Sunday, October 3, 2010

A multi-layered perspective

The Absent State:
Insurgency as an Excuse
 for Misgovernance
Neelesh Misra, Rahul Pandita
Hachette; Rs 495; Pp 350

The challenge by naxalites in a third of the country (affecting 231 out of 636 districts) is India’s biggest internal security threat today. Does the Maoist movement shape popular resistance to the state’s power or does the movement use people’s struggles to bid for state power? Scholarly and activist accounts reflect two points of view. One view sees Maoists as being neither peasants nor workers nor tribals (Dilip Simeon), but who claim to represent their interests. Alternatively, the movement is seen as a rebellion of the people who are striving to save their land, forests, water and minerals from being grabbed and establish a people’s democratic state under the leadership of the proletariat(Gautam Navlakha). Led by the Communist Party of India (Maoist)—which was banned under the UAPA Act in June 2009—the armed insurgency has become a key challenge for the Indian state.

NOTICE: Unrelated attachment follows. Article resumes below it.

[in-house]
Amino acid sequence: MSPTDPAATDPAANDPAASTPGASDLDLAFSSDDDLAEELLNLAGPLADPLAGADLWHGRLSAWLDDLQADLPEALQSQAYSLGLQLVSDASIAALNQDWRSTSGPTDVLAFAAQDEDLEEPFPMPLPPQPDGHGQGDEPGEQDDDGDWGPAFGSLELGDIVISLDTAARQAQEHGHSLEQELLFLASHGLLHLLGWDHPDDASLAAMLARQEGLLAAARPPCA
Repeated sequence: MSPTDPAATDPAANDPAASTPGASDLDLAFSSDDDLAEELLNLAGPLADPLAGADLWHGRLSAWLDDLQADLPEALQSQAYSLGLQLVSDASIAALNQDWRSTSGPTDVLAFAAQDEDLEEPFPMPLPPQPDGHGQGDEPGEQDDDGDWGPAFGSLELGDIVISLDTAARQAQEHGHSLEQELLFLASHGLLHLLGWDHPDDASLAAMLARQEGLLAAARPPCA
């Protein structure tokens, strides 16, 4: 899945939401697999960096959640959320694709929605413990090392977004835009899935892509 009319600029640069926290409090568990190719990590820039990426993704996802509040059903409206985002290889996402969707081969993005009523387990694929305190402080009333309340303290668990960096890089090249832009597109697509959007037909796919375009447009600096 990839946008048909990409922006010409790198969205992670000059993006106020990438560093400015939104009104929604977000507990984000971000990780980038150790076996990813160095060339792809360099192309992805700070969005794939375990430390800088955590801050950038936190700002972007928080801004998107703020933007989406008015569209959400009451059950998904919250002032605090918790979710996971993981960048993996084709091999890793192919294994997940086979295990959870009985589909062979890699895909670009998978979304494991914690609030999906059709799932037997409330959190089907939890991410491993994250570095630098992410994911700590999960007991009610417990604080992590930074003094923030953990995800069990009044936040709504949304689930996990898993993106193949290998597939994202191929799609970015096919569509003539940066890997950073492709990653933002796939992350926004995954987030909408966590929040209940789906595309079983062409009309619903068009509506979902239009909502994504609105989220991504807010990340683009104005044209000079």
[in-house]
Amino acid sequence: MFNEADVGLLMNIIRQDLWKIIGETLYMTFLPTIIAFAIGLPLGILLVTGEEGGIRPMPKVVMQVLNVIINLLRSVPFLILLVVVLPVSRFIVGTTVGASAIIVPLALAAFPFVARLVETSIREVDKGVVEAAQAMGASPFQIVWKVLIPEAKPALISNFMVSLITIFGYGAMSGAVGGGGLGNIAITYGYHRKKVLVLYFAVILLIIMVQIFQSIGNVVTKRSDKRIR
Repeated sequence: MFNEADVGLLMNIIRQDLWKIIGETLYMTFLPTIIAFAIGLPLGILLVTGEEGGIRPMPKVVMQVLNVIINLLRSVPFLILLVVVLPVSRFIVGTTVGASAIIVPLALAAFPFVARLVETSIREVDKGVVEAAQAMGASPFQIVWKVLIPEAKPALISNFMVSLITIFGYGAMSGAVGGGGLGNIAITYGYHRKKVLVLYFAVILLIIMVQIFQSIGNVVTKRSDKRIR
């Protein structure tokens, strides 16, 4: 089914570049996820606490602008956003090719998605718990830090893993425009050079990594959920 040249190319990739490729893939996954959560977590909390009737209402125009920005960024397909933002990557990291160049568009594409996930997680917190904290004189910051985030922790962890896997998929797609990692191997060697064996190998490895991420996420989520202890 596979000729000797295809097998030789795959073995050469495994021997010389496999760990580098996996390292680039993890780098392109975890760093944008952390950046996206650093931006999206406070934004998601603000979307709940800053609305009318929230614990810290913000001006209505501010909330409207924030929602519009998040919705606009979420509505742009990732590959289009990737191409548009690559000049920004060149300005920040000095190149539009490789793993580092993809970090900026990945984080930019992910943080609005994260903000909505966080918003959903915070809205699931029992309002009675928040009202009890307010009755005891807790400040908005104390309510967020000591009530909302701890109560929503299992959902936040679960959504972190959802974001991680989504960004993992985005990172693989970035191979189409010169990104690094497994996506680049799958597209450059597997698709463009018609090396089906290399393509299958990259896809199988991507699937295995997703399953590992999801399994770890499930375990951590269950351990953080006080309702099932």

Neelesh Misra and Rahul Pandita’s The Absent State: Insurgency as an Excuse for Misgovernance has the virtue of reflecting both points of view by providing us with a rich, multi-layered perspective on the Naxal insurgency (comprising the bulk of the book). They tell a story of misgovernance, of an absent state, of the loss of perspective (where it is easy to be labeled a traitor or a terrorist), of security personnel fighting an impossible battle for their own survival, and of fading hopes for local democracy. Their style —which is highly readable and accessible to an uninformed audience—effectively high- lights a Roshomon-like picture of the insurgency—the state’s view, the Naxal cadre’s view, and the villager’s view—and the complex relationship between the absent state, the growing power of the insurgents, and the impact on the everyday lives of the citizens in those areas.

Full review here Financial Express

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